NEW GLASGOW – Local school librarians still in shock over Thursday's announcement they will no longer be employed in the fall are vowing to fight for their jobs and the children who use their services.
Monica Nielsen, a library specialist with Northumberland Regional High School, said cutting back on library programs at a time when students need more help with literacy, not less, and on instruction in dealing with the effective use of information could have serious effects on the students' achievement.
“It was direct hit on us,” she said hours after learning that 100 per cent of the library staff at the CCRSB would be unemployed in a few months. “We thought maybe we would see a reduction of services in some areas or a reduction in elementary schools or even a possible realignment of services. We thought we would be stretched a little thin.”
She said school library staff are trained to select excellent resources to encourage student reading and support the curriculum, to give instruction in 21st century skills, and to collaborate with teachers.
The loss of library service is the first of many staff reductions expected to take place within the CCRSB as it struggles to meet a budget shortfall of $6.5 million. The Nova Scotia government has cut school funding across the province by three per cent this year in addition the cost of living increases each board will have to absorb. It had similar budget reductions last year.
The Chignecto-Central Regional School Board held a straw vote earlier this week that allowed it to approve, in principle, the reduction of 130 full-time equivalent employees for the upcoming year. The vote let employers and unions begin collaborations with staff affected by the reductions.
The board recommendations included a reduction of 51.8 full-time equivalent teaching staff and 54.6 full-time equivalent reductions of workers with the Nova Scotia Government Employees Union, which includes librarians, educational assistants and administrative staff.
Other staff reductions will include 20.5 full-time equivalent employees with the Canadian Union of Public Employees, representing maintenance workers and bus drivers. Four non-union full-time equivalents will also be laid off.
Gary Clarke, superintendent for the board, confirmed Thursday that library staff were told their jobs would be ending after June 30.
He said libraries will still exist in schools in the region, but there won’t be any librarians working in them. The board employs the equivalent of 38 full-time positions in library services. Clarke added that no libraries were closed as a result of Thursday’s announcement and services would continue as usual until the end of the school year.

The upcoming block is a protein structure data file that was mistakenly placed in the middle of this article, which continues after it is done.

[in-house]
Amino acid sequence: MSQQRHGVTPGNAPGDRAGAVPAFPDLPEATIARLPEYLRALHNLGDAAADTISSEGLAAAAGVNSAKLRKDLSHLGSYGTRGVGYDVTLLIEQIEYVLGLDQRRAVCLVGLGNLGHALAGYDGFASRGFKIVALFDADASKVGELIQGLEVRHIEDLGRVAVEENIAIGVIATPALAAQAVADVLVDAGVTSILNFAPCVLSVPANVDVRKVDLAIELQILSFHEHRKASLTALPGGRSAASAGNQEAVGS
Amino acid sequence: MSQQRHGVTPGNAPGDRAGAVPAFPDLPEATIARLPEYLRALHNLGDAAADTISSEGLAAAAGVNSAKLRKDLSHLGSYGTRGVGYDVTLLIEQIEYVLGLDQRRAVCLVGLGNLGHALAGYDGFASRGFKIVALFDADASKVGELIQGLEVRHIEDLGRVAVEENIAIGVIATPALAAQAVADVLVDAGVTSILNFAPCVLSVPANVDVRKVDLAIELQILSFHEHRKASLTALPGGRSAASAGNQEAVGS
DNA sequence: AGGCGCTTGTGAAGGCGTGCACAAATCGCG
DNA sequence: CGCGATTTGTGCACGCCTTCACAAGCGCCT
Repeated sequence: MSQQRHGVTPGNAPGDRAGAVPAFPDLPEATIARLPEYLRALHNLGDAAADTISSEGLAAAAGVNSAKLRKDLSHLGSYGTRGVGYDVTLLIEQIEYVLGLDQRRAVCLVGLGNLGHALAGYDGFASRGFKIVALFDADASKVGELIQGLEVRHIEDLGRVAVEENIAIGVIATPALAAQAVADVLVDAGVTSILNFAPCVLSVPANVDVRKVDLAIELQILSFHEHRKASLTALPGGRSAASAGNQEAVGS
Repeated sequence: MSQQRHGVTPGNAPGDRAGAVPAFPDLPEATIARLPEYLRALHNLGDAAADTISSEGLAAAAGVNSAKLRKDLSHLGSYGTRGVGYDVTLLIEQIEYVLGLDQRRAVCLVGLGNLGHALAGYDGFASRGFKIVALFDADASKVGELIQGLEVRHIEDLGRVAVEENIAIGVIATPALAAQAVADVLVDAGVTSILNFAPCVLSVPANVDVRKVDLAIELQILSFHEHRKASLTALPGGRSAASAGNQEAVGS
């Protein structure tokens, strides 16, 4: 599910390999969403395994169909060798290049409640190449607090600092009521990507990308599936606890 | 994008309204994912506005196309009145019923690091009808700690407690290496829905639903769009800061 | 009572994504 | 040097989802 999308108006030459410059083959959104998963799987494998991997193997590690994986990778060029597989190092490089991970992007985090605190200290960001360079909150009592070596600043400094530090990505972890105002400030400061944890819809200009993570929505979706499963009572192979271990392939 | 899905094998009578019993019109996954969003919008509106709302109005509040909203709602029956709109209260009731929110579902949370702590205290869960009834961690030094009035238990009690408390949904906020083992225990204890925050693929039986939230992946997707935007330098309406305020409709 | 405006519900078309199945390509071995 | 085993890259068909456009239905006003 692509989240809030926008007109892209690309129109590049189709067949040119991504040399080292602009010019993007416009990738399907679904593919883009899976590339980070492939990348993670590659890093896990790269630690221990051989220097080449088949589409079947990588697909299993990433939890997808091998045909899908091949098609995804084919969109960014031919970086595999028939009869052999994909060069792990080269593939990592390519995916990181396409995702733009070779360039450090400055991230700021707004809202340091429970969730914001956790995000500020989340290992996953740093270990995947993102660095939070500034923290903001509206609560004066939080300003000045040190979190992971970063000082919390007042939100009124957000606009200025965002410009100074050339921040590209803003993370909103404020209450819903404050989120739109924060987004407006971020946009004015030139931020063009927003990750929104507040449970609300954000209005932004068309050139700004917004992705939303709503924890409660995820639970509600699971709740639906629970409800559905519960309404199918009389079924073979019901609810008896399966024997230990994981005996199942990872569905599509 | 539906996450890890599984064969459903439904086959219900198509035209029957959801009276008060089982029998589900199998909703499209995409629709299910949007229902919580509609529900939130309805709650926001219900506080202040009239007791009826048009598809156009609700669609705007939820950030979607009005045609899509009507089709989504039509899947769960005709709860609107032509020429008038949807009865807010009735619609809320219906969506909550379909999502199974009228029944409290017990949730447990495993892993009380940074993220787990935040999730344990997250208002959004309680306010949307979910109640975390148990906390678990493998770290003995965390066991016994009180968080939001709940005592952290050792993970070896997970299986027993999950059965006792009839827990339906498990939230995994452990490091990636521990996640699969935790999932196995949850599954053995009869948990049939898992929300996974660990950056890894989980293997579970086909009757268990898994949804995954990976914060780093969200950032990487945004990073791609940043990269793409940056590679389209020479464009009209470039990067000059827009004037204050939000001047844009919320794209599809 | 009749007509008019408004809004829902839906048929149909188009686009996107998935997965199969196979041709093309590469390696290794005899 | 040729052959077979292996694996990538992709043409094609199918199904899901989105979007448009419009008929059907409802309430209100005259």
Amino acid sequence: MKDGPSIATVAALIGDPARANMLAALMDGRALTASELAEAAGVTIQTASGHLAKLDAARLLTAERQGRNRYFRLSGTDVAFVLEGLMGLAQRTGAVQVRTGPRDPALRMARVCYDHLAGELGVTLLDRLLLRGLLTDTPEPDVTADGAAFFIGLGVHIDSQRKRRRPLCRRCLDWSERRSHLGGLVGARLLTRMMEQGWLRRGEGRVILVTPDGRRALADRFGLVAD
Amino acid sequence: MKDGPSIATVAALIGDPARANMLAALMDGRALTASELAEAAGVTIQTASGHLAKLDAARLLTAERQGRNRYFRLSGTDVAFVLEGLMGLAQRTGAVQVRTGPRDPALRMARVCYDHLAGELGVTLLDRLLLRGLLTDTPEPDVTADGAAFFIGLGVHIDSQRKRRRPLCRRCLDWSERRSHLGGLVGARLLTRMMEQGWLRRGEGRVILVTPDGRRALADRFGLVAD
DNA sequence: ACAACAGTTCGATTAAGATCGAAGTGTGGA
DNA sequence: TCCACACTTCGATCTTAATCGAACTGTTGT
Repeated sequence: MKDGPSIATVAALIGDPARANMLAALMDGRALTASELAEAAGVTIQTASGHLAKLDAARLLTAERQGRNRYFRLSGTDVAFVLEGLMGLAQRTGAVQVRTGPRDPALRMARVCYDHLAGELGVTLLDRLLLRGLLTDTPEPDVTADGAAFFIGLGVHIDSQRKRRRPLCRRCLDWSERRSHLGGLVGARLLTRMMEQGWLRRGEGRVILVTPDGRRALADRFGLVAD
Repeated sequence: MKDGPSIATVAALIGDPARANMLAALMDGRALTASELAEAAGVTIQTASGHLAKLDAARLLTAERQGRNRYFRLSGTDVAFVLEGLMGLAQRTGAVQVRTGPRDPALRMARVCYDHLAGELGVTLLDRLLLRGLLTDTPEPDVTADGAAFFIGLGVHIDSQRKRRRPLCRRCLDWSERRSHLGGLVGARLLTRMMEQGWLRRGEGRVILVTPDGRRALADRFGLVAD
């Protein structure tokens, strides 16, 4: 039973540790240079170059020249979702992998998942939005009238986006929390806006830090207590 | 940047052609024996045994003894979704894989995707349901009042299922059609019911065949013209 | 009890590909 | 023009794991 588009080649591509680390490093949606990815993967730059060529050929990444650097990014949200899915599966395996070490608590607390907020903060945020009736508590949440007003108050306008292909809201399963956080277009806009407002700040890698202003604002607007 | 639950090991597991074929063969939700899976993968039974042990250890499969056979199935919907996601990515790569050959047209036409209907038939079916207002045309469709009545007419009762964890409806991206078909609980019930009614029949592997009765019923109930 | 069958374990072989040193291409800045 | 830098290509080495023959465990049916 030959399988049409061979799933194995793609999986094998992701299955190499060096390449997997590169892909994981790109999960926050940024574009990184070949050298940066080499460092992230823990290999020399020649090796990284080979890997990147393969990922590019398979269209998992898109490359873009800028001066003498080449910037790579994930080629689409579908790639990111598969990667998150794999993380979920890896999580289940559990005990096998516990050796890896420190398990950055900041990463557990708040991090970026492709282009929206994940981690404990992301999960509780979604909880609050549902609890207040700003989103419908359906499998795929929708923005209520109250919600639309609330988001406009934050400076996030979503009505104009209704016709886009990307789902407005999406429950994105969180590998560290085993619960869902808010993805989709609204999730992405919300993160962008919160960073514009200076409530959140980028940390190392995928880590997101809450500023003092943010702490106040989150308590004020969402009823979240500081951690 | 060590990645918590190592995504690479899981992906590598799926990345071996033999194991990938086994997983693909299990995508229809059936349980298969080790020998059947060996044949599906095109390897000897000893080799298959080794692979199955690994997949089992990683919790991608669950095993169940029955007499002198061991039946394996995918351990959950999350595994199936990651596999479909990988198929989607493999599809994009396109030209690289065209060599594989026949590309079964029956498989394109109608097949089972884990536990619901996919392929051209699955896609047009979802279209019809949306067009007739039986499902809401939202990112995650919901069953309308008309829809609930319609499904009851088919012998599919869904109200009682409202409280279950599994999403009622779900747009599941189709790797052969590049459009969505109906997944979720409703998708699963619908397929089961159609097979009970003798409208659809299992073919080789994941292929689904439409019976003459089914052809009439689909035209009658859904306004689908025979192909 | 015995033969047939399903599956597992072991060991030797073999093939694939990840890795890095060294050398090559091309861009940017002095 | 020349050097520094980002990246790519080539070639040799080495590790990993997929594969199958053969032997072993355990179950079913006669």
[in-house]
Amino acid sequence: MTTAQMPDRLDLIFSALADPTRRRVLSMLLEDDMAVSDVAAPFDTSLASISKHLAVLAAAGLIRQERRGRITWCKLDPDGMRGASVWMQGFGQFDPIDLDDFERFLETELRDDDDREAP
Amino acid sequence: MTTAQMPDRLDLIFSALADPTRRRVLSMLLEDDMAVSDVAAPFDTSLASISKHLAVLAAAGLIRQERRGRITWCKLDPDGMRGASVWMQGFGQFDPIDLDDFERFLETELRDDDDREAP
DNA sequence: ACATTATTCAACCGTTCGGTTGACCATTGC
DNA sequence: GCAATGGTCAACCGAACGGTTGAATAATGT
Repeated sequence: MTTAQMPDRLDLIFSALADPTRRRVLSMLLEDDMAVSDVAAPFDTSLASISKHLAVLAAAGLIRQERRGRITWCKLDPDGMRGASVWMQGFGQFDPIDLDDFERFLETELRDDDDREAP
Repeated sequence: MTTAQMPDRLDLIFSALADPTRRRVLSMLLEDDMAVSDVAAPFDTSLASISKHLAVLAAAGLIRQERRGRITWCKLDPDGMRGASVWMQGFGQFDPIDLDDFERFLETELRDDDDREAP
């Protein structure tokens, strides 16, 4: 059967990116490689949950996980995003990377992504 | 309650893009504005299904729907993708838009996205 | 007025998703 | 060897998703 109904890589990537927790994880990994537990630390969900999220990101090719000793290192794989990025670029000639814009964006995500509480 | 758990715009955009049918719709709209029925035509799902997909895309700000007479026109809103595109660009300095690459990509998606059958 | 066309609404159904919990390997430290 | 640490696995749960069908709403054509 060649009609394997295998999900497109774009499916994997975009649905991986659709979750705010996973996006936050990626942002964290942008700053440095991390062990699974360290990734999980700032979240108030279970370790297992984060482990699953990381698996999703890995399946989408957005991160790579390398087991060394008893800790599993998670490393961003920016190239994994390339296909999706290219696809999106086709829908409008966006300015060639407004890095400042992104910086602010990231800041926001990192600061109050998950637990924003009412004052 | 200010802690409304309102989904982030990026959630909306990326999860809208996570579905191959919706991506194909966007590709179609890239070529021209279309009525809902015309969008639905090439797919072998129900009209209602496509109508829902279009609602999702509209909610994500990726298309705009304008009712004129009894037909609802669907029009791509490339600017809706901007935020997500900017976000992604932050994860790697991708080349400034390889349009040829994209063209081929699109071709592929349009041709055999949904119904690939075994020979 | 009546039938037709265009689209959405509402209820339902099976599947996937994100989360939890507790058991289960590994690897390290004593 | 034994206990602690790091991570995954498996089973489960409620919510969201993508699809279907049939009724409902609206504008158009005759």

Nielsen said having libraries without librarians is pointless, adding that her job entails more than just "checking out books." She said library services are a valuable part of a student's learning process and a school library advocacy committee has been started to draw awareness to their role.
“Without trained professionals, they might has well stick the students in a room by themselves,” she said. “We are there to support the students and the teachers as well.”
Joan Jessome, president of the NSGEU, strongly condemns all the school board layoffs. “This is going to be devastating. Taking libraries out of schools is like taking food out of the cafeteria,” Jessome said. “There is simply no question these cuts will have a terrible impact on the education received by thousands of Nova Scotia children.”
School Board member Ron Marks accused the provincial government of turning the education clock back 20 years by demanding such cuts and warned of devastating effects on students. He said library services have proven to improve literacy in school age children, but they are the “sacrificial cows” of the system.
“Librarians increase the likelihood of students wanting to read by 20 per cent,” he said. “If they are not readying, they are not learning.”
Marks recommended that the school board ask the provincial government that it be able to use some of its $6.5 million surplus to help offset budget reductions. He said about $4 million of the money cannot be touched because of cash flow requirements, however, he said, at least $2 million, which could be spread over two years, would help with the CCRSB’s budget crisis.
Nielsen said she has already paid a visit to Pictou Centre MLA Ross Landry’s office in her fight to keep the service the alive.
“We have to fight until the bitter end,” she said. “It’s a very unfortunate circumstance when you remove an entire service because you will never get it back. We will be asking about that surplus and what needs to be done to get that money. If not for us then for other services that will be lost.”